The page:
Travel Notes: Oporto, Portugal [2019]


I fell in love with Portugal the moment I set foot in Lisbon and traveled to the Algarve in 2016. The fado music, the smells of food, the humble smiles on the locals’ faces, the passionate conversation that seems like a heated argument but isn’t. The natural beauty that at time reminded me of Cape Town, but also blew me away with cliffs and ocean that we definitely don’t have back home. Portugal, land of my ancestors, and this time around we went to Oporto for the first time. Where my roots truly lie.

After an active few days in Lisbon, a weekend filled with partying and lack of sleep at Hellfest in France, it was time to participate in some serious R & R. We flew to Porto from Nantes on Monday without having any sleep the night before, and arrived to a welcoming party I always longed for secretly every time we travel. My grandparents and relatives I am yet to meet were patiently waiting for us at the airport. The expression on their faces were priceless when they spotted me and it will be stuck in my memory forever as one of those moments where I was overcome with extreme gratitude and love for these people that have helped raised me and contributed majorly to many aspects of my ethics of beliefs.

Day 1: Monday, 24 June 2019

After the warm welcome, we were transported to Esmoriz, a smallish city 25km from Porto. My grandparents made us feel extremely welcome in their apartment and treated us to a proper Portuguese lunch with vegetables soup, vegetable and beef stew, and of course sweet treats afterward. My gran insisted that after almost 5 days of partying it was time to eat all the vegetables and so we did. And as they say in my mother tongue “Magies vol, ogies toe”. The beauty about most places in Europe is the shutters. The sun only sets between 21:00 and 22:00 during summer time and those shutters are a bonus for afternoon naps.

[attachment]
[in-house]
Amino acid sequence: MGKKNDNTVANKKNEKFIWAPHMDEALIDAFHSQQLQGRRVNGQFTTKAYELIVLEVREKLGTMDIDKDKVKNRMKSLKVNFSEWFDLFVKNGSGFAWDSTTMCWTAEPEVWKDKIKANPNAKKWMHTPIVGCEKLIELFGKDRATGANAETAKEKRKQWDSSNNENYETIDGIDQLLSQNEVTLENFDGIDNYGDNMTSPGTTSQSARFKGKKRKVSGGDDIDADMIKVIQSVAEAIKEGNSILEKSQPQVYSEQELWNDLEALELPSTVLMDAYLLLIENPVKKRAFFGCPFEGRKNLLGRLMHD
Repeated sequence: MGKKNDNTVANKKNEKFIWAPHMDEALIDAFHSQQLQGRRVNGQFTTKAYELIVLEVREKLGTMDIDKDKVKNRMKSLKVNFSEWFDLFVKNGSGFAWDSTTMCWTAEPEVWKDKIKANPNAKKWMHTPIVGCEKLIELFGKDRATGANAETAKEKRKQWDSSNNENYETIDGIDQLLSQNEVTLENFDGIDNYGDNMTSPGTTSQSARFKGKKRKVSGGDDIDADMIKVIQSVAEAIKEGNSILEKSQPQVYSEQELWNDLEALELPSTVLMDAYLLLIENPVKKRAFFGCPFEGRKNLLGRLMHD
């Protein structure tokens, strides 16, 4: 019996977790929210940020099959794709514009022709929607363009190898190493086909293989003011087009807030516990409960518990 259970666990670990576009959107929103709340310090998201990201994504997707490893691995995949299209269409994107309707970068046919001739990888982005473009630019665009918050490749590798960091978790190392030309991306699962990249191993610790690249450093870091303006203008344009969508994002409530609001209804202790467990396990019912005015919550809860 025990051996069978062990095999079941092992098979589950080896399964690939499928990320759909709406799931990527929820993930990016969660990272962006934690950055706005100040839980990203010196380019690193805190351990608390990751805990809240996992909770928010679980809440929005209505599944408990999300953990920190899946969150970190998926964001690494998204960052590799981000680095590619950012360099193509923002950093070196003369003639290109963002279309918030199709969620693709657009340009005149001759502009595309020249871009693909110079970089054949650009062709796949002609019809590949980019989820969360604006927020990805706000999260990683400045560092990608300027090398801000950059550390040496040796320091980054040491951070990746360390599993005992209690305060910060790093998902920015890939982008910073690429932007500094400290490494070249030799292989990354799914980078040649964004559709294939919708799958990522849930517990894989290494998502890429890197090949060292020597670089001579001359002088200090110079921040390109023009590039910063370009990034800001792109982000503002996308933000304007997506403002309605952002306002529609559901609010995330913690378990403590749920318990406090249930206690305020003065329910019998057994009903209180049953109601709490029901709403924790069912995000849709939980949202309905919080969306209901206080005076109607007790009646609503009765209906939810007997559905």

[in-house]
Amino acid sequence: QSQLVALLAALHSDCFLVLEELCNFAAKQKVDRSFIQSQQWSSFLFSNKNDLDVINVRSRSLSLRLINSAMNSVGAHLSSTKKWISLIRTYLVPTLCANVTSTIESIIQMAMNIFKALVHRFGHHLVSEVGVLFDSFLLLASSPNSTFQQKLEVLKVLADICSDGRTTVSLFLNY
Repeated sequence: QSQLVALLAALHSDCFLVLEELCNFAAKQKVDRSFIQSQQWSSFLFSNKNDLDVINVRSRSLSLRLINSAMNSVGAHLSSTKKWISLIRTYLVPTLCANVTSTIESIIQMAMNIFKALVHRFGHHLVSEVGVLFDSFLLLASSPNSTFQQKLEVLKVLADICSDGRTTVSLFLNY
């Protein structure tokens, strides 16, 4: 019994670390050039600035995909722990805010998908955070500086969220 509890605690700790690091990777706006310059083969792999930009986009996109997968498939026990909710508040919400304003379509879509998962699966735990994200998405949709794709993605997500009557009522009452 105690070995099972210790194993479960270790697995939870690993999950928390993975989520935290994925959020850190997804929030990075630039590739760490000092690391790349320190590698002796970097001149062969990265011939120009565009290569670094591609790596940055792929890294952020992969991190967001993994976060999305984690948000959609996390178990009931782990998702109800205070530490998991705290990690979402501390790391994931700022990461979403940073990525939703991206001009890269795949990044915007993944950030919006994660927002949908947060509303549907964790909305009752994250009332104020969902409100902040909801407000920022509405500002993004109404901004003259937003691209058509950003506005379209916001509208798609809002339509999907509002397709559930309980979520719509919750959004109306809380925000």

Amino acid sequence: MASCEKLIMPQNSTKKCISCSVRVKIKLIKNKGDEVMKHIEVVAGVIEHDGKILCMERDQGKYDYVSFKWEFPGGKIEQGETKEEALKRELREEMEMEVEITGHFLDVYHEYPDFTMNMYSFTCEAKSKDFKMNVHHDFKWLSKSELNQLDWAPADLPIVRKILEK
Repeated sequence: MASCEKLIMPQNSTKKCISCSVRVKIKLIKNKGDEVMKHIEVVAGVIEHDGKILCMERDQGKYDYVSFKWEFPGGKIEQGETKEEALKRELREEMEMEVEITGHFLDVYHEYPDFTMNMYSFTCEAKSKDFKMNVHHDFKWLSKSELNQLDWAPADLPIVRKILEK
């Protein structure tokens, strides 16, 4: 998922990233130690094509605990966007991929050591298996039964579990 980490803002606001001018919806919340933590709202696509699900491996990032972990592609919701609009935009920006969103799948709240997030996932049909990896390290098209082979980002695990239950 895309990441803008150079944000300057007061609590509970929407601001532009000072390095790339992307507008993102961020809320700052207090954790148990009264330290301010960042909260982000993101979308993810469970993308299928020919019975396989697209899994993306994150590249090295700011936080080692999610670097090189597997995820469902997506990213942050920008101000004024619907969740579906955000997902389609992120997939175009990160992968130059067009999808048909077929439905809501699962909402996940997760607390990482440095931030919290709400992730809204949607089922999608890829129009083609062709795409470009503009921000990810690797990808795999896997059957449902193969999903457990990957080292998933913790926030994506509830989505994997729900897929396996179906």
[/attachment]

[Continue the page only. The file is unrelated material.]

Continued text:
The evening we took a relaxing stroll along the beach as the sun was setting, grabbed ice cream from a local café and met up with my grandparents for a late night coffee and draft.


Day 2: Tuesday, 25 June 2019

After some well needed rest the day before, we were ready to explore Porto. And to our biggest relief, most of the places I had bookmarked was in close proximity of each other and the hills were minimal compared to Lisbon. We took the train from Esmoriz to São Bento railway station, a must see attraction by itself. The station is probably one of the most beautiful stations I have set foot it with it’s traditional blue and white azulejo tiles.

And the impressive tiles do not stop there, as we ventured through Liberdade Square we walked straight into a view of Igreja do Carmo. A beautiful baroque-rococo style church with an interior of opulence. Although churches make me feel uncomfortable in general, the grandeur and exquisite sculptures are truly a sight to behold. The church also had an extremely detailed history of each of its priests and the actual bones of saints (I stand under correction) boxed in glass.

After visiting the church, we had to indulge in debauchery of the culinary kind by having a taste of the infamous Portuguese junk food dish, the Francesinha at Café Santiago . While the boys was certainly distinguished from the men! Well the men remained men and us girls chose something with less impact on our waistlines. What is a Francesinha you may ask? A Portuguese sandwich originally from Porto, made with bread, wet-cured ham, linguiça, fresh sausage like chipolata, steak or roast meat, and covered with melted cheese and a hot thick tomato and beer sauce. It is typically served with french fries. Thanks Wikipedia! My grandmother had her Caldo Verde ready when we got home that evening because she knew they would need a good dose of veg and detox after that meal.